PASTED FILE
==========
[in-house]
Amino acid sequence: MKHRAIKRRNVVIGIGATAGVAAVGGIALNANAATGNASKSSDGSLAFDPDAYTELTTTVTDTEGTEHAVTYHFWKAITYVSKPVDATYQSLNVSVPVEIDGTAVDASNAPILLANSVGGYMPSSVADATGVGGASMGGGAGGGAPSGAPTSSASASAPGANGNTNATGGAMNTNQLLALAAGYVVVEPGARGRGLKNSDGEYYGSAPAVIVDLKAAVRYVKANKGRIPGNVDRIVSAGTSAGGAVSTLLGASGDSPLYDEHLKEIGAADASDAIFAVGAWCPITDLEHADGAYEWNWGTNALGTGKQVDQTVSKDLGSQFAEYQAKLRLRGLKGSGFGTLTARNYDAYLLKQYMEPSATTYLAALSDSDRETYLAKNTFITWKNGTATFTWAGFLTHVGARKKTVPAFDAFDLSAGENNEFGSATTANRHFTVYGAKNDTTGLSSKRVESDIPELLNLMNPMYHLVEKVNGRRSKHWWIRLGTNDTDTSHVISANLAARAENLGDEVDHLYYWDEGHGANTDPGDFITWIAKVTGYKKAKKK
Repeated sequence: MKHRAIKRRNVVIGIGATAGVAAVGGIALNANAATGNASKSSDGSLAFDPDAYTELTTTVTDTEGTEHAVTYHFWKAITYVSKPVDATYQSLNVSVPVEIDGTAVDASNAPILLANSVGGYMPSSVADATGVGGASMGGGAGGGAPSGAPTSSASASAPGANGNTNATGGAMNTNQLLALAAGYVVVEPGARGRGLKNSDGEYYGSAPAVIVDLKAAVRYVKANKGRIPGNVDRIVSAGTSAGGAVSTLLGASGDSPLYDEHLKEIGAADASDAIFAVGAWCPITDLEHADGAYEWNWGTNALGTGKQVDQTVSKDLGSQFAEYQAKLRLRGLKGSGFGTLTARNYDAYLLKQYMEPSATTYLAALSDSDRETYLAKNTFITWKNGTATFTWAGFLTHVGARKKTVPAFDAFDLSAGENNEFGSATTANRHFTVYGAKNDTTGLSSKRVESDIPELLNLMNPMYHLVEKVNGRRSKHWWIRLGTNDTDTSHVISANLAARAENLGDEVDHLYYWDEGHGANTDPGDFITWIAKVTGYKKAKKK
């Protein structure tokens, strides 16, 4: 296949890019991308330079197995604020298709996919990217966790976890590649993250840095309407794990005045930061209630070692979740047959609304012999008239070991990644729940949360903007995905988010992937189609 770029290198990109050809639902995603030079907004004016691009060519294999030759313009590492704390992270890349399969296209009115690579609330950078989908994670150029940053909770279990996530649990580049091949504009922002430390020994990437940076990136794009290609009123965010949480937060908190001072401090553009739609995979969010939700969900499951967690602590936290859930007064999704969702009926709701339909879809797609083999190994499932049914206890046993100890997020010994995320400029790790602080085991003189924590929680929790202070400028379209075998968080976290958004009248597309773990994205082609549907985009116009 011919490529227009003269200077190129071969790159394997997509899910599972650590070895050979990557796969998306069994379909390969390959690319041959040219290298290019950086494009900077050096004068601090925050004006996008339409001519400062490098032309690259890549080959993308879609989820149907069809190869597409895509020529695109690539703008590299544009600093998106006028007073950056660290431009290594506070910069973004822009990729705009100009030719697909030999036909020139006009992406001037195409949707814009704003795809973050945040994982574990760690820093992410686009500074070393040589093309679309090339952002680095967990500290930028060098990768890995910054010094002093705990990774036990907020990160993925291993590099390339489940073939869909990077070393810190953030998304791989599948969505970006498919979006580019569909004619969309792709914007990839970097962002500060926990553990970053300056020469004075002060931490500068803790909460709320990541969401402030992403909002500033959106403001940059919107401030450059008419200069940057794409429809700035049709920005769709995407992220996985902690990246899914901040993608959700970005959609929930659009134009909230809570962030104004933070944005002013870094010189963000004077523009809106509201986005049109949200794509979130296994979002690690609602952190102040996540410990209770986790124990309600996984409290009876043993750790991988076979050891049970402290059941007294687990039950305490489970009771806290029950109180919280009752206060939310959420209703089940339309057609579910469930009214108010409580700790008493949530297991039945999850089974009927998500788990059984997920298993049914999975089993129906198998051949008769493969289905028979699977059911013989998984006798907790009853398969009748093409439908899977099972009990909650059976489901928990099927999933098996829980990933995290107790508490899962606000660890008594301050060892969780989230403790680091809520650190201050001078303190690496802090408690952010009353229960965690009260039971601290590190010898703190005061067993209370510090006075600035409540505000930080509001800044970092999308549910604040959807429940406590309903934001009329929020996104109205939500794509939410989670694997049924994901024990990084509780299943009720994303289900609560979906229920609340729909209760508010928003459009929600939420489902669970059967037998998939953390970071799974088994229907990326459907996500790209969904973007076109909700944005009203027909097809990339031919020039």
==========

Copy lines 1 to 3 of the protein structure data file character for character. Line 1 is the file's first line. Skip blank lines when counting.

[in-house]
Amino acid sequence: MKHRAIKRRNVVIGIGATAGVAAVGGIALNANAATGNASKSSDGSLAFDPDAYTELTTTVTDTEGTEHAVTYHFWKAITYVSKPVDATYQSLNVSVPVEIDGTAVDASNAPILLANSVGGYMPSSVADATGVGGASMGGGAGGGAPSGAPTSSASASAPGANGNTNATGGAMNTNQLLALAAGYVVVEPGARGRGLKNSDGEYYGSAPAVIVDLKAAVRYVKANKGRIPGNVDRIVSAGTSAGGAVSTLLGASGDSPLYDEHLKEIGAADASDAIFAVGAWCPITDLEHADGAYEWNWGTNALGTGKQVDQTVSKDLGSQFAEYQAKLRLRGLKGSGFGTLTARNYDAYLLKQYMEPSATTYLAALSDSDRETYLAKNTFITWKNGTATFTWAGFLTHVGARKKTVPAFDAFDLSAGENNEFGSATTANRHFTVYGAKNDTTGLSSKRVESDIPELLNLMNPMYHLVEKVNGRRSKHWWIRLGTNDTDTSHVISANLAARAENLGDEVDHLYYWDEGHGANTDPGDFITWIAKVTGYKKAKKK
Repeated sequence: MKHRAIKRRNVVIGIGATAGVAAVGGIALNANAATGNASKSSDGSLAFDPDAYTELTTTVTDTEGTEHAVTYHFWKAITYVSKPVDATYQSLNVSVPVEIDGTAVDASNAPILLANSVGGYMPSSVADATGVGGASMGGGAGGGAPSGAPTSSASASAPGANGNTNATGGAMNTNQLLALAAGYVVVEPGARGRGLKNSDGEYYGSAPAVIVDLKAAVRYVKANKGRIPGNVDRIVSAGTSAGGAVSTLLGASGDSPLYDEHLKEIGAADASDAIFAVGAWCPITDLEHADGAYEWNWGTNALGTGKQVDQTVSKDLGSQFAEYQAKLRLRGLKGSGFGTLTARNYDAYLLKQYMEPSATTYLAALSDSDRETYLAKNTFITWKNGTATFTWAGFLTHVGARKKTVPAFDAFDLSAGENNEFGSATTANRHFTVYGAKNDTTGLSSKRVESDIPELLNLMNPMYHLVEKVNGRRSKHWWIRLGTNDTDTSHVISANLAARAENLGDEVDHLYYWDEGHGANTDPGDFITWIAKVTGYKKAKKK